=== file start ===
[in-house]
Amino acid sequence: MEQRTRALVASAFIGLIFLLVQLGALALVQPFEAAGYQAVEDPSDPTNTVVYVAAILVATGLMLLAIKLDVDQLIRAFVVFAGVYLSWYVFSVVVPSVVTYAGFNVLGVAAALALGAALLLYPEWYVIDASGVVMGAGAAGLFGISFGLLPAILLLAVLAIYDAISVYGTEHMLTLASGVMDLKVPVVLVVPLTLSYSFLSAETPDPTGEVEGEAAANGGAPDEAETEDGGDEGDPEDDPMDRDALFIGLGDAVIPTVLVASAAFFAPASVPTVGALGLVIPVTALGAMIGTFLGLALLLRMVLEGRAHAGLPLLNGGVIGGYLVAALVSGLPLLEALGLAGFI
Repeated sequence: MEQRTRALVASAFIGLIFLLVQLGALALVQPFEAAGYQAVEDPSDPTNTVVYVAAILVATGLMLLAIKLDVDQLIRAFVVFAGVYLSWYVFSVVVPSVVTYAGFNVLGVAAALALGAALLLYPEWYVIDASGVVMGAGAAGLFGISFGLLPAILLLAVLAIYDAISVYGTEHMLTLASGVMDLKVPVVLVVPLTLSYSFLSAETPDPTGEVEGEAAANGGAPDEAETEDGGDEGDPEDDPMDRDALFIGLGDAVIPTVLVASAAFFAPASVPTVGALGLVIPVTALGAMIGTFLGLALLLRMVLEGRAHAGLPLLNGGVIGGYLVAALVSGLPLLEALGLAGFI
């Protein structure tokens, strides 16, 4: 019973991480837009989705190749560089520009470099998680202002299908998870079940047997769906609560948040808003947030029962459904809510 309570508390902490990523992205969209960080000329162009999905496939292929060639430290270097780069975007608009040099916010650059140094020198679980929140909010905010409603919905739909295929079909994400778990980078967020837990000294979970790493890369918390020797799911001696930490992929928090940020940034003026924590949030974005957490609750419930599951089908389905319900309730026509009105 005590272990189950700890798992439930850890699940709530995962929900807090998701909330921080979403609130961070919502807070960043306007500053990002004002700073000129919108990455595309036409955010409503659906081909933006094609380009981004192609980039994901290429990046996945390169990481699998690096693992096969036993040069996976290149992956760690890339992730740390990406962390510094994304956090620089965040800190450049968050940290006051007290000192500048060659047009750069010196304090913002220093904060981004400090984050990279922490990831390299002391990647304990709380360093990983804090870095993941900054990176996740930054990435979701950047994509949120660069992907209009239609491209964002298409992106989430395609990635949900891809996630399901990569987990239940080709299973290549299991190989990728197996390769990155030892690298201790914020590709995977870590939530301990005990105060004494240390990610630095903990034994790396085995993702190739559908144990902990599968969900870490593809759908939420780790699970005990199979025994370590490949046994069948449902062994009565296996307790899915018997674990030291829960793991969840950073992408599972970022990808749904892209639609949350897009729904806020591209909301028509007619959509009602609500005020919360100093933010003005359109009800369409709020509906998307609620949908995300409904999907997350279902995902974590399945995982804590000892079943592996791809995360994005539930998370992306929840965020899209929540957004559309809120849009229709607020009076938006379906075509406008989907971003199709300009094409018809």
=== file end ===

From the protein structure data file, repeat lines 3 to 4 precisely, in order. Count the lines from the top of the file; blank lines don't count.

Repeated sequence: MEQRTRALVASAFIGLIFLLVQLGALALVQPFEAAGYQAVEDPSDPTNTVVYVAAILVATGLMLLAIKLDVDQLIRAFVVFAGVYLSWYVFSVVVPSVVTYAGFNVLGVAAALALGAALLLYPEWYVIDASGVVMGAGAAGLFGISFGLLPAILLLAVLAIYDAISVYGTEHMLTLASGVMDLKVPVVLVVPLTLSYSFLSAETPDPTGEVEGEAAANGGAPDEAETEDGGDEGDPEDDPMDRDALFIGLGDAVIPTVLVASAAFFAPASVPTVGALGLVIPVTALGAMIGTFLGLALLLRMVLEGRAHAGLPLLNGGVIGGYLVAALVSGLPLLEALGLAGFI
């Protein structure tokens, strides 16, 4: 019973991480837009989705190749560089520009470099998680202002299908998870079940047997769906609560948040808003947030029962459904809510 309570508390902490990523992205969209960080000329162009999905496939292929060639430290270097780069975007608009040099916010650059140094020198679980929140909010905010409603919905739909295929079909994400778990980078967020837990000294979970790493890369918390020797799911001696930490992929928090940020940034003026924590949030974005957490609750419930599951089908389905319900309730026509009105 005590272990189950700890798992439930850890699940709530995962929900807090998701909330921080979403609130961070919502807070960043306007500053990002004002700073000129919108990455595309036409955010409503659906081909933006094609380009981004192609980039994901290429990046996945390169990481699998690096693992096969036993040069996976290149992956760690890339992730740390990406962390510094994304956090620089965040800190450049968050940290006051007290000192500048060659047009750069010196304090913002220093904060981004400090984050990279922490990831390299002391990647304990709380360093990983804090870095993941900054990176996740930054990435979701950047994509949120660069992907209009239609491209964002298409992106989430395609990635949900891809996630399901990569987990239940080709299973290549299991190989990728197996390769990155030892690298201790914020590709995977870590939530301990005990105060004494240390990610630095903990034994790396085995993702190739559908144990902990599968969900870490593809759908939420780790699970005990199979025994370590490949046994069948449902062994009565296996307790899915018997674990030291829960793991969840950073992408599972970022990808749904892209639609949350897009729904806020591209909301028509007619959509009602609500005020919360100093933010003005359109009800369409709020509906998307609620949908995300409904999907997350279902995902974590399945995982804590000892079943592996791809995360994005539930998370992306929840965020899209929540957004559309809120849009229709607020009076938006379906075509406008989907971003199709300009094409018809």